Here is the short list of titles that I have been working through over the past month. I highly recommend each one of these books.

 

Love Leadership: The New Way to Lead in a Fear-Based World

 

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A dynamic young leader shows how leading with love and respect creates success in business and life

Written by the founder of Operation HOPE and advisor to the past two U.S. presidents, this groundbreaking book makes the case that the best way to get ahead is to figure out what you have to give to a world seemingly obsessed with the question: What do I get? Aimed at a new generation of leaders and extremely relevant for today’s economic climate, Love Leadership outlines Bryant’s five laws of love-based leadership-Loss Creates Leaders (there can be no strength without legitimate suffering), Fear Fails (only respect and love leads to success), Love Makes Money (love is at the core of true wealth), Vulnerability is Power (when you open up to people they open up to you), and Giving is Getting (the more you offer to others, the more they will give back to you).

 

The Future of Value: How Sustainability Creates Value Through Competitive Differentiation

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What if you were able to help your company grow faster and become more profitable than its rivals? Would you benefit as a result? Of course you would. What if your approach required little cash, caused nominal disruption, and was easily understandable by all your colleagues? What reason would you have for not helping your company outperform the competition?

 The Future of Value reveals what it takes for companies to grow and outperform the competition in today’s growth-constrained, sustainability conscious world.   The author, Eric Lowitt, shows leaders and students alike how to use sustainability as a powerful, pragmatic lens to enhance business performance. The Future of Value explores how to craft and oversee a portfolio of effective tools, develop competitive strategies, and adjust value chain activities, talent management practices, and corporate policies to help organizations execute powerful sustainability strategies.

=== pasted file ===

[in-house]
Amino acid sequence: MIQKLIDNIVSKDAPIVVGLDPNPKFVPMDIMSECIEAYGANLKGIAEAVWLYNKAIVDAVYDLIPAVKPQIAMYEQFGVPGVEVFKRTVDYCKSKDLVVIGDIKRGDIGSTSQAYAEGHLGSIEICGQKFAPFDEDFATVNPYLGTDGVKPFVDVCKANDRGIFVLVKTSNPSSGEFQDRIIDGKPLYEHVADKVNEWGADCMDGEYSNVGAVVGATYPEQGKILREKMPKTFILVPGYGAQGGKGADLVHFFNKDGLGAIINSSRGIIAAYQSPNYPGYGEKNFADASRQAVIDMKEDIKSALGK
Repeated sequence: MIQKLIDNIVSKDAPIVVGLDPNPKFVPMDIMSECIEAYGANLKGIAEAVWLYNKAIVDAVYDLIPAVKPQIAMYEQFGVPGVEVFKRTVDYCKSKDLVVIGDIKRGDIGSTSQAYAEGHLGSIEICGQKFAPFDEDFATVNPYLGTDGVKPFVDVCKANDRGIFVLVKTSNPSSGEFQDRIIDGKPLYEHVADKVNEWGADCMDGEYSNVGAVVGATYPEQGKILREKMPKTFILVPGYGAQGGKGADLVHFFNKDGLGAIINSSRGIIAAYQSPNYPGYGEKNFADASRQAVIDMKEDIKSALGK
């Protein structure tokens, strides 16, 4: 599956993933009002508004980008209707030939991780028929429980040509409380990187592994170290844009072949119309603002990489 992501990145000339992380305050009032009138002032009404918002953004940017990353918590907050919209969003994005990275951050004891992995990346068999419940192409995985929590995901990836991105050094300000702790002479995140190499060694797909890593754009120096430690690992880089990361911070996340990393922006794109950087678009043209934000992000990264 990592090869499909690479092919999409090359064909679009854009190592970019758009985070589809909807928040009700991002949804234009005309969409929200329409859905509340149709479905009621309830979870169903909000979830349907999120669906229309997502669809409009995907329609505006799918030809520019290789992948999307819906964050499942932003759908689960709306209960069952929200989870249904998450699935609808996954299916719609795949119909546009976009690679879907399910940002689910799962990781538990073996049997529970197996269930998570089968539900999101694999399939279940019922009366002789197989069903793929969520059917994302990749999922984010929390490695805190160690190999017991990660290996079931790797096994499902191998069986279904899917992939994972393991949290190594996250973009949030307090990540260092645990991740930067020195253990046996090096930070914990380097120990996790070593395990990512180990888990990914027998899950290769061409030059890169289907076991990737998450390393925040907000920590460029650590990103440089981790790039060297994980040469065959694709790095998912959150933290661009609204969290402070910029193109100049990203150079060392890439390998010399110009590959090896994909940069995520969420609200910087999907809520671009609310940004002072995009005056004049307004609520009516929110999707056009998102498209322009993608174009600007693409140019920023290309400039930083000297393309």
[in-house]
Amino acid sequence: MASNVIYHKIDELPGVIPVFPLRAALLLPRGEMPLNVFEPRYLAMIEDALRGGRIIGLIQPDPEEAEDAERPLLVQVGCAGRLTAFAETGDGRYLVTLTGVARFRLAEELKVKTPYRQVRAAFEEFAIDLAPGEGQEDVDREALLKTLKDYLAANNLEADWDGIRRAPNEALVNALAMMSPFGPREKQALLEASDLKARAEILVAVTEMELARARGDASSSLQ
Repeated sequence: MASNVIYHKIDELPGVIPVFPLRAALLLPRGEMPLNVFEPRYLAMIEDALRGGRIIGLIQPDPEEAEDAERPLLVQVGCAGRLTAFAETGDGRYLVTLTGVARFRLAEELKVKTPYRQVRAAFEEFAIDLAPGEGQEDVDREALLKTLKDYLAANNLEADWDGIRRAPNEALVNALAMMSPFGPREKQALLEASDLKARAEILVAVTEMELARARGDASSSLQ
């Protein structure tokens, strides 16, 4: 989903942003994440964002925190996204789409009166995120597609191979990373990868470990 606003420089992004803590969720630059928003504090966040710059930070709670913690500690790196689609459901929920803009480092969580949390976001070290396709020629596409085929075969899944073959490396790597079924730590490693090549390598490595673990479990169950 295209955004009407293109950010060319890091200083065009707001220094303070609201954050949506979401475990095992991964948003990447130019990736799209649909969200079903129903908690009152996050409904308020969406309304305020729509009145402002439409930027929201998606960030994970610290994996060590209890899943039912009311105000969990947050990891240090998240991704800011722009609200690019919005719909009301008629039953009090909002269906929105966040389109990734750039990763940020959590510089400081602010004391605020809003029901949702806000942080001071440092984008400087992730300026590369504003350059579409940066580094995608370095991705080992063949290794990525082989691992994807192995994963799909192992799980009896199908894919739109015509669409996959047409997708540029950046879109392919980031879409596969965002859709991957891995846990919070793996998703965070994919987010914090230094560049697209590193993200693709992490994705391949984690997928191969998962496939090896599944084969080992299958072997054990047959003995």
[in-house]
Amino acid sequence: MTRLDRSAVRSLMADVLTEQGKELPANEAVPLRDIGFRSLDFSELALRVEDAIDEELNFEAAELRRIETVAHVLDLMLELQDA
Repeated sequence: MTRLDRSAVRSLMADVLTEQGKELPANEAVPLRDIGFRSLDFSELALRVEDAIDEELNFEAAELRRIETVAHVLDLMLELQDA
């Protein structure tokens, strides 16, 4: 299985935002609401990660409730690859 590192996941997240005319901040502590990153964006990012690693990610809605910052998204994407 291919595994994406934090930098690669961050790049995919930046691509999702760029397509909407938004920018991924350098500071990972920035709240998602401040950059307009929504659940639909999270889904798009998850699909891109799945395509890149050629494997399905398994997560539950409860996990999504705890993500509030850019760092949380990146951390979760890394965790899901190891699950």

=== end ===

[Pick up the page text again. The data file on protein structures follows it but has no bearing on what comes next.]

Lowitt provides a systematic, yet instantly familiar, model all companies can use to connect sustainability with their growth and competitive strategies. In this way, the author shows leaders how to shape, color, and own The Future of Value.

 

 The Coming Jobs War

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Drawing on 75 years of Gallup studies and his own perspective as the company’s chairman and CEO, Jim Clifton explains why jobs are the new global currency for leaders. More than peace or money or any other good, the business, government, military, city, and village leaders who can create good jobs will own the future.

The problem is that leaders don’t know how to create jobs – especially in America. What they should do is recognize that the world is in a war for jobs. It seems that leadership has lost the will to win, especially in America, but this is a competition for our lives.

To win, leaders need to compete. Everyone does. The public school system needs to inculcate kids with the knowledge they’ll need to compete in the jobs war. The business community needs to double the psychological engagement of workers so that it can compete with cheaper labor. The healthcare system must stop wasting the resources that we need to spend on job competition. Society needs to realize that entrepreneurs, not government, are the source of new jobs and put all its energy behind them. Perhaps most importantly, leaders need to recognize universities, mentors, and especially cities as a supercollider for job creation.

If that can be done – and it can be done; leaders have done it before – new good jobs will result. There’s not moment to waste: the war has already begun.

 

 

Disclosure of Material Connection: Some of the links in the post above are “affiliate links.” This means if you click on the link and purchase the item, I will receive an affiliate commission. Regardless, I only recommend products or services I use personally and believe will add value to my readers. I am disclosing this in accordance with the Federal Trade Commission’s 16 CFR, Part 255: “Guides Concerning the Use of Endorsements and Testimonials in Advertising.”

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